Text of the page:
Top MENA risks identified at forum

Understanding how GPs assess management teams and the corporate governance processes of MENA target companies is critical to fund manager selection, said CDC’s Mark Kenderdine-Davies at a recent industry forum.

When GPs are conducting due diligence on target companies in the Middle East and North Africa (MENA), it is imperative to fully understand how the management team works and its corporate governance structure, Mark Kenderdine-Davies, general counsel of the UK’s Development Finance Institution CDC, told delegates at the BVCA MENA Forum on Friday.

Kenderdine-Davies said that CDC is keen to understand exactly how GPs assess target company management teams and what the target’s due processes are. Doing so can shield the GP from certain jurisdictional risks, he said. 

He added that he has seen portfolio companies fail due to poor corporate governance that should have been caught during a GP's due diligence.

Without the right due diligence, GPs are at risk of violating anti-corruption laws such as the US Foreign Corrupt Practices Act and the UK’s Bribery Act, said Kroll Advisory’s Melvin Glapion at the forum. In the MENA region particularly, there is a significant degree of corruption risk because of the overlap between the government and private sector. 

You need to assess whether or not there is a commitment from the top of the organization

In March, Glapion told PE Manager fund advisors should review the anti-corruption procedures and policies of portfolio companies in corruption-prone industries and geographies.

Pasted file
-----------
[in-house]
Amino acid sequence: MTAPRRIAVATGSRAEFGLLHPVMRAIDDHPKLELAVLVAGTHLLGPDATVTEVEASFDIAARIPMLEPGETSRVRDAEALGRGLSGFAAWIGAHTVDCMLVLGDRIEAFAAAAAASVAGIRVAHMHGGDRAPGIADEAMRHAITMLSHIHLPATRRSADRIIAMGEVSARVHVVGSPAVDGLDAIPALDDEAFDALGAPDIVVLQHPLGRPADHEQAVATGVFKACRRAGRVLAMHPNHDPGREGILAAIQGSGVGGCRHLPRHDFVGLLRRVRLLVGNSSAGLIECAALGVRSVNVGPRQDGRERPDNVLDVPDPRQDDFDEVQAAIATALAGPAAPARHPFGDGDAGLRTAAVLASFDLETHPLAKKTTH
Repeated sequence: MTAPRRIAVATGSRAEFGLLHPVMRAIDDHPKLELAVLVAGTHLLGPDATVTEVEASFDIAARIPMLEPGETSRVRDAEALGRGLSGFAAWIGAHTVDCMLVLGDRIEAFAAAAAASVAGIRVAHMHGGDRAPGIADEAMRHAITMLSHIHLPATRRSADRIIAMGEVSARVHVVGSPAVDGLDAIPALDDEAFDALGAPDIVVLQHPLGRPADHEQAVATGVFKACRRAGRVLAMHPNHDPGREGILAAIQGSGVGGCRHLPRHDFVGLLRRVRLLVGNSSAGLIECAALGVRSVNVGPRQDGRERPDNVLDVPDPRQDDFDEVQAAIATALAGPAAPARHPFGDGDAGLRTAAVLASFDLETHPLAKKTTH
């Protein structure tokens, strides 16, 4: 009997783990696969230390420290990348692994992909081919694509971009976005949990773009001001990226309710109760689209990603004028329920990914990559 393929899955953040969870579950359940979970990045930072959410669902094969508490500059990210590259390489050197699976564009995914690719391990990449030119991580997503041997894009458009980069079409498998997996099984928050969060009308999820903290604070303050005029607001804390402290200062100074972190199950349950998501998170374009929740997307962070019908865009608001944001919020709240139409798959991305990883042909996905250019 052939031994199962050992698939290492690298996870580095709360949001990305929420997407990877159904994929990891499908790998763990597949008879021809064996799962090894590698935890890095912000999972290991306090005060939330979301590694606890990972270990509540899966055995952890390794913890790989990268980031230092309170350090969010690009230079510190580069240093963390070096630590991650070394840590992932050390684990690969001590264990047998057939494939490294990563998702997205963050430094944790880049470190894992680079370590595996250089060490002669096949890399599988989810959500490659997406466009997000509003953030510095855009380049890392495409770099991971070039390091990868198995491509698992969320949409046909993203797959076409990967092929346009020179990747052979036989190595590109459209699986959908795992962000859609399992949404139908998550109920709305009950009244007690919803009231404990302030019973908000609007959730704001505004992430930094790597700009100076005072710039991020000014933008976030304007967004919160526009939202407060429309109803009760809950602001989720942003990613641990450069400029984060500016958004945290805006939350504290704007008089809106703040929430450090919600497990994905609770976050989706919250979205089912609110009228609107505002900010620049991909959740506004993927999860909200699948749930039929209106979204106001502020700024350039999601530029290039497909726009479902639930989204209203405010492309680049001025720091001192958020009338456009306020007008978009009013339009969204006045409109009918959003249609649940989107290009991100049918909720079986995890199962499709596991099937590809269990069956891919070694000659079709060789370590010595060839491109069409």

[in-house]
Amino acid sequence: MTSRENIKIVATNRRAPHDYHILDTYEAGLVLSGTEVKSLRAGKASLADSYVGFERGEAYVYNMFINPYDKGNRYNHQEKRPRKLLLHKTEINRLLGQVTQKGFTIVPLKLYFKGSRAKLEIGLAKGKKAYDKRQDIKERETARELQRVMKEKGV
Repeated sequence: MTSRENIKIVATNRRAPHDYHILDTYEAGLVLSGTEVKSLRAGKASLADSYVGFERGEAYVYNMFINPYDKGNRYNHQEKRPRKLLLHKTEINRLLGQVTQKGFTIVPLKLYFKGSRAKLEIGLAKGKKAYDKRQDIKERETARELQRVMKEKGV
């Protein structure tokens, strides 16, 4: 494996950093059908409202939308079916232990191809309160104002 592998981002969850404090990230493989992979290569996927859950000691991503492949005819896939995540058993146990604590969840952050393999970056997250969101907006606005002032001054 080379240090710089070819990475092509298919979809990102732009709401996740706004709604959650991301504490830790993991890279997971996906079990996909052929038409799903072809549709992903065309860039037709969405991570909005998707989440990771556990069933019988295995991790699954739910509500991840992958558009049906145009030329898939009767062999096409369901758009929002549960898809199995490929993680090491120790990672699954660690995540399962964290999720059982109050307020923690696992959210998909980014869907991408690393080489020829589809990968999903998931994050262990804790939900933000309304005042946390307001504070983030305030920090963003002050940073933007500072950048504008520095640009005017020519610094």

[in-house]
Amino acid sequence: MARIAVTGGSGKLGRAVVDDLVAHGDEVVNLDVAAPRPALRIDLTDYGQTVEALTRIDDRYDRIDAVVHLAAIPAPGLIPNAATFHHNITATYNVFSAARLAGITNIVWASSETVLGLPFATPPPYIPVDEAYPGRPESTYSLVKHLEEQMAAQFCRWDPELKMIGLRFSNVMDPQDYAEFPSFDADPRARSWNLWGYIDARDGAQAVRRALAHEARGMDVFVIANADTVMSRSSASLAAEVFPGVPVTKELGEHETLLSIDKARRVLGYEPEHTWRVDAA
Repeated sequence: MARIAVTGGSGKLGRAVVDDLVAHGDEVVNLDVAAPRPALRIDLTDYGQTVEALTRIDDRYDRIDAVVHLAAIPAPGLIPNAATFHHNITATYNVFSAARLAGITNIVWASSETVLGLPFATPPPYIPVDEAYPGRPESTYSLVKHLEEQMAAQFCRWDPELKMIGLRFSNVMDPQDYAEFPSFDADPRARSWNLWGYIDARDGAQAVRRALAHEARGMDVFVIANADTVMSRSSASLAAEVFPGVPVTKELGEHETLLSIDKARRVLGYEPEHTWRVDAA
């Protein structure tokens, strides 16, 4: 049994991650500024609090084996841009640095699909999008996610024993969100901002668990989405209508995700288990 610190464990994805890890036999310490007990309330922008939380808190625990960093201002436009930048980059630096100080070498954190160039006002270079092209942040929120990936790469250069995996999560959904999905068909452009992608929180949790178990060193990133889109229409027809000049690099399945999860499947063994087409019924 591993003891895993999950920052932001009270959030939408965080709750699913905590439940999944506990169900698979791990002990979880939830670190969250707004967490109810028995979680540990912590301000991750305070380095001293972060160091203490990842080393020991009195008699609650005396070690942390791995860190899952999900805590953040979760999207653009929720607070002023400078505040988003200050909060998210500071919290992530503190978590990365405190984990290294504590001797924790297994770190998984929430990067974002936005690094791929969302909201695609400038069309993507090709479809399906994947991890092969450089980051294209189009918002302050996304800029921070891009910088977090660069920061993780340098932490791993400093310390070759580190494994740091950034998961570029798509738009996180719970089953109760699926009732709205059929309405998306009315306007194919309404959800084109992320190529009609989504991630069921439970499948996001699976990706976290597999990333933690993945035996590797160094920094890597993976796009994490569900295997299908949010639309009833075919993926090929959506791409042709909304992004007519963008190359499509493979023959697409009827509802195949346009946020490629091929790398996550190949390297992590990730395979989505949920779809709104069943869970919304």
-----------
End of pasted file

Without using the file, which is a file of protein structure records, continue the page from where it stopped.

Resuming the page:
“You need to interview several members of senior management. Those people will sit down and be asked about the content of the documentation and communications. You need to assess whether or not there is a commitment from the top of the organization. Do they understand what they have written is it a priority within that organization?”

Other regional risks were discussed at the forum. Debevoise & Plimpton corporate partner Geoff Burgess highlighted the legal systems in the region as cause for concern.

“GPs will want to stay out of local courts as they are slow and outside factors can influence the outcome,” said Burgess. He added GPs should ensure they obtain international arbitration if they do get dragged into a dispute.

Kenderdine-Davies agreed but added these conversations are often difficult with target companies.
“It’s a hard conversation to have as you are talking about divorce and you are not even married yet.”